As soon as we’re born, we’re already boxed into labels. I was born a female. My father is Japanese from Honolulu, HI. My mother is Korean from Pusan, South Korea. My mentor Alan always used to tell me that we chose our parents based on what we are meant to learn during this time on earth. I love my parents a lot. I have some obvious resentment towards my mother (“Mommy Issues”) because her Korean-style of parenting didn’t always resonate properly given my predominantly American upbringing. In comparison to the stereotypical “white family”, my lifelong perception of Koreans can be summed up as #EmotionallyAbusiveAF. That was my interpretation based on unresolved hurt feelings.
A few nights ago, I met with my friend in Venice who has always been an integral part of my healing journey. We had a very similar upbringing and so many hilarious stories of our mothers who seem to lack empathy. I laughed so much I almost fell off her bar stool. A few months ago, I finally told my therapist about how I was raised. My mother was always very loving, but guarded due to her own harsh upbringing in Korea. Her abandonment issues definitely trickled into my life as she raised me.
My earliest memory was seeing her cry after arguing with my father. My Dad is the sweetest man alive, but he’s still just a human. Her expectations of him continued to exceed as he showered her with unconditional love and kindness. When he was even a tiny bit grumpy, she took it so personally and threatened to leave. I remember her grabbing her neatly folded underwear and throwing them into a bag as she told me, “Diane, you’re going to stay with your Daddy.”
At 5-years-old, I didn’t understand the nuances of marriage and felt the intense need to keep things the same because change always made me feel so unsafe. I would grab my own neatly folded underwear and added it to her bluff bag and begged her to take me with her. She would throw my panties on the floor and told me that she was going to forget me and my Dad and have a new family. It was my first experience feeling disposable. At the time, my Dad was probably just waiting for her to find her grounding. He was always good at creating space for her to just process her insecurities. He had no idea how it affected me because at the same time, he had to protect his own heart and he could not deal with women crying.
She did this a few times throughout my childhood and I started to get accustomed to the show. In addition to that spectacle, she went on a few business trips and I slowly learned that she would eventually come back. Since I didn’t have siblings, I was under the impression that it was normal to throw away your family when husbands fuck up somehow.
My father is a very kind man. He was very close with his mother and treated her so well. I was mostly raised by my paternal grandmother and she showered me with so much love since she always wanted a daughter. Although I never received praise from my own mother, I was so fortunate to have a grandmother who saw me as valuable and consistently reminded me that I was lovable.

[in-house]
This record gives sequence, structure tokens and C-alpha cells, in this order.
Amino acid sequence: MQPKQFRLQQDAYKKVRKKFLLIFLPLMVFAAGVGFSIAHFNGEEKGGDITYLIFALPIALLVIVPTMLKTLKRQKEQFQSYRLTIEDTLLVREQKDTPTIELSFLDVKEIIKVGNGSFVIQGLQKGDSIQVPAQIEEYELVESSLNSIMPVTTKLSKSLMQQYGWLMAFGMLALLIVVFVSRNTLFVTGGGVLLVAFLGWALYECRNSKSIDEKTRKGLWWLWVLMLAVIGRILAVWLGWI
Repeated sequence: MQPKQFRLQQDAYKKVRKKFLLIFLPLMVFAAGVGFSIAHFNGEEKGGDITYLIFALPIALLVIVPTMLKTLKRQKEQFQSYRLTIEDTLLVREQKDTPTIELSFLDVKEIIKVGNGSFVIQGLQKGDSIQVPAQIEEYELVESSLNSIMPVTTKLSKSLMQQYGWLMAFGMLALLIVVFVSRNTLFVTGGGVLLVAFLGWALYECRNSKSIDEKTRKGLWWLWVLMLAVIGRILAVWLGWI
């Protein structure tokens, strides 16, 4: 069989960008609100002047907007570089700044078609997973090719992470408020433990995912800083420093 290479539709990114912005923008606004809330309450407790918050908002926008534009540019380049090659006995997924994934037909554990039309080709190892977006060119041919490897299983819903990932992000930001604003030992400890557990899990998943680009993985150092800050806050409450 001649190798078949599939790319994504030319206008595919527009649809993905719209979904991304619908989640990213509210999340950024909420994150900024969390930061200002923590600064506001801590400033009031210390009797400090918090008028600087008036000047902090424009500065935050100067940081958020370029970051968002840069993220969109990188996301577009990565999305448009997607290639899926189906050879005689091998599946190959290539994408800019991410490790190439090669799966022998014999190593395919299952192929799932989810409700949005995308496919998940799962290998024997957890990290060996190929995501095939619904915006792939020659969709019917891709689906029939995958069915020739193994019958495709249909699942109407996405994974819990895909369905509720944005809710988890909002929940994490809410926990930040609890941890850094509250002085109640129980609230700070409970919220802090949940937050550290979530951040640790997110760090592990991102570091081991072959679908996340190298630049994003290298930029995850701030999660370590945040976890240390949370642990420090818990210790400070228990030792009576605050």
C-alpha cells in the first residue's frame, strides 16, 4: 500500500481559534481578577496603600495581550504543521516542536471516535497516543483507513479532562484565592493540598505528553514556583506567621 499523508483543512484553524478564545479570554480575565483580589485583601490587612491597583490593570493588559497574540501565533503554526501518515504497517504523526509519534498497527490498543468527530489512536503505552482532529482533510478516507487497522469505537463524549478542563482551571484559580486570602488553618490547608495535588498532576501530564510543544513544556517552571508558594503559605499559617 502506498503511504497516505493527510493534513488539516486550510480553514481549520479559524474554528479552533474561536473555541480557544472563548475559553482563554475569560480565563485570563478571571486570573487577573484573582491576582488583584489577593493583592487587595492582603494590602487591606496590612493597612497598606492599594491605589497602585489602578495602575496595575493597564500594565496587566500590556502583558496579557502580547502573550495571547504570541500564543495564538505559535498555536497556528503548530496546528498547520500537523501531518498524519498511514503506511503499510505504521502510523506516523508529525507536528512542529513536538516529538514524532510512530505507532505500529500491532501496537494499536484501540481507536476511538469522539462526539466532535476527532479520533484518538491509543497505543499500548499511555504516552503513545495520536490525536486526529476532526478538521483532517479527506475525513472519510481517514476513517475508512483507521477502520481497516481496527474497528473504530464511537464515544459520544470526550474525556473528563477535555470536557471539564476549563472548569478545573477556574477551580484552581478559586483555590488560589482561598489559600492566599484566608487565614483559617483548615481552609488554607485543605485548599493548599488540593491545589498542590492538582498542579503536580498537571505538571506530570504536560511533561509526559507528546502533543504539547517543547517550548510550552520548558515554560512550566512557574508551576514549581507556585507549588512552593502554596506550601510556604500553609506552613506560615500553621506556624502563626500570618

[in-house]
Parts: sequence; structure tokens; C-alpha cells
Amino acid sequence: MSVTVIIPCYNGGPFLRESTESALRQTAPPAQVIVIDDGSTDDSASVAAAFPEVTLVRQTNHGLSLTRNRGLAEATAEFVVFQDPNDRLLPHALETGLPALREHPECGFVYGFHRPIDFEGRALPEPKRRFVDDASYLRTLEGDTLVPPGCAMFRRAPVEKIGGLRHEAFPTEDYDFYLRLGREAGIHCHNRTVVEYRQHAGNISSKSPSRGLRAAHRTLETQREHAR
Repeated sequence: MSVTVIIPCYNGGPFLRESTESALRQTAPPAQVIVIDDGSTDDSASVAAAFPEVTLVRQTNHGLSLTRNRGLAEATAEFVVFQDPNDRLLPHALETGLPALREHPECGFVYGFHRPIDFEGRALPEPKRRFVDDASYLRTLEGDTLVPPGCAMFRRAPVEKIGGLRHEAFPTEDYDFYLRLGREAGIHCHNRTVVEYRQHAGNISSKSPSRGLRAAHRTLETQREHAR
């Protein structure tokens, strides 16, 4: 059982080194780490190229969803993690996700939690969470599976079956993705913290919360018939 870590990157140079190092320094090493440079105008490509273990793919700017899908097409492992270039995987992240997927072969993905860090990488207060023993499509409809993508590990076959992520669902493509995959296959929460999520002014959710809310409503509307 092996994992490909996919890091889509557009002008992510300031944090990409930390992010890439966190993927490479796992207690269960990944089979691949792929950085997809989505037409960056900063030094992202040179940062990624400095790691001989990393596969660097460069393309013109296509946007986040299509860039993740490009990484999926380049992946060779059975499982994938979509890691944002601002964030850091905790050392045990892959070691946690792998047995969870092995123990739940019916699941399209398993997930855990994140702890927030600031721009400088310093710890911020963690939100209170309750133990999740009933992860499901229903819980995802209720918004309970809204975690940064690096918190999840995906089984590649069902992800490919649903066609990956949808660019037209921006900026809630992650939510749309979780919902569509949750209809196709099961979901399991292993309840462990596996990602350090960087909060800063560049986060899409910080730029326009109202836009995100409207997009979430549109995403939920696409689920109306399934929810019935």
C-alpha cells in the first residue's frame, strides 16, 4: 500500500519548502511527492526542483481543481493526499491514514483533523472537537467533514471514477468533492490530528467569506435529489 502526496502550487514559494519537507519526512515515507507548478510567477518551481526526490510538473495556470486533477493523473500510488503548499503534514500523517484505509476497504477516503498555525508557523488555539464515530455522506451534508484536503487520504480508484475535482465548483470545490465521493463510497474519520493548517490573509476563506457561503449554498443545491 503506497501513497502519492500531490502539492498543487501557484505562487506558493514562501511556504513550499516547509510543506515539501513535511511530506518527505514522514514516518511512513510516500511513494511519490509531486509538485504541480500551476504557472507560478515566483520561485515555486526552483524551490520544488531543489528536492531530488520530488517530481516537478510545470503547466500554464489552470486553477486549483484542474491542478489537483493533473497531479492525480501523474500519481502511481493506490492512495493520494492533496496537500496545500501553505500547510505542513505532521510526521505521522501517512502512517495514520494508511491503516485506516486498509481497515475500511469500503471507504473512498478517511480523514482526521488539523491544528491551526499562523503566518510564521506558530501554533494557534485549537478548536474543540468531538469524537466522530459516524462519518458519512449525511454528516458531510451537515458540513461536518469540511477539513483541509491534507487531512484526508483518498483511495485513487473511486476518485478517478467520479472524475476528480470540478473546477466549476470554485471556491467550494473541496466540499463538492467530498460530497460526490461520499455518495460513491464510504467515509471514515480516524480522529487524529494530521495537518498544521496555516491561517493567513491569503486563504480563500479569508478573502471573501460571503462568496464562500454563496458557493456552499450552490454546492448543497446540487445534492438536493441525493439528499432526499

Since I lived in a time before Netflix and Hulu, I would constantly watch Disney movies on VHS to pass the time. My parents didn’t sign me up for activities and most of my childhood was spent watching Disney movies and Nick at Night (which is why I probably have the personality of a 75-year-old Sicilian woman). Most of my early education regarding forming relationships came from movies and television. For a long time, I sincerely believed my Mom was my stepmother. In comparison to the moms on Nick at Night, my Mom’s parenting was a lot more similar to that of a Disney stepmom. While I perceived her parenting as physically and emotionally abusive, her intention was always to make me a better version of myself–tough fucking love.
Recently my cousin told me that her Mom (my mother’s sister) shared that Korean Moms don’t want to set their children up for disappointment. Although Koreans are intense, they are typically extremely loving and nurturing when they aren’t planning their daughter’s plastic surgery or teaching them to be a good wife (because a woman’s role is to keep the house clean even if you work the same amount of hours as your husband). My Mom didn’t praise me while I was growing up. A part of me believes that she never wanted me to be too complacent. Our relationship is chaotic and high maintenance, but we’re a lot better at separating our individual issues from our interactions. As I shared a delicious meal with my friend in Venice, I finally came to the realization that My Mom loves me so much and did the absolute best within her capacity.
I spent so many years feeling unloved and unworthy because I felt my mother resented me for having a disability and not being a beautiful Korean goddess who she could sell (marriage) to a rich man who will buy her an E-Class Mercedes and provide a wealthy life that my Dad wasn’t ever motivated to provide. Her dream for me was like any mother’s dream for her daughter: to be happy, whatever the fuck that means. My mother’s version of happiness equates to wealth and beauty. My father’s version of happiness has always been being a father and that’s a role he’s always handled so well.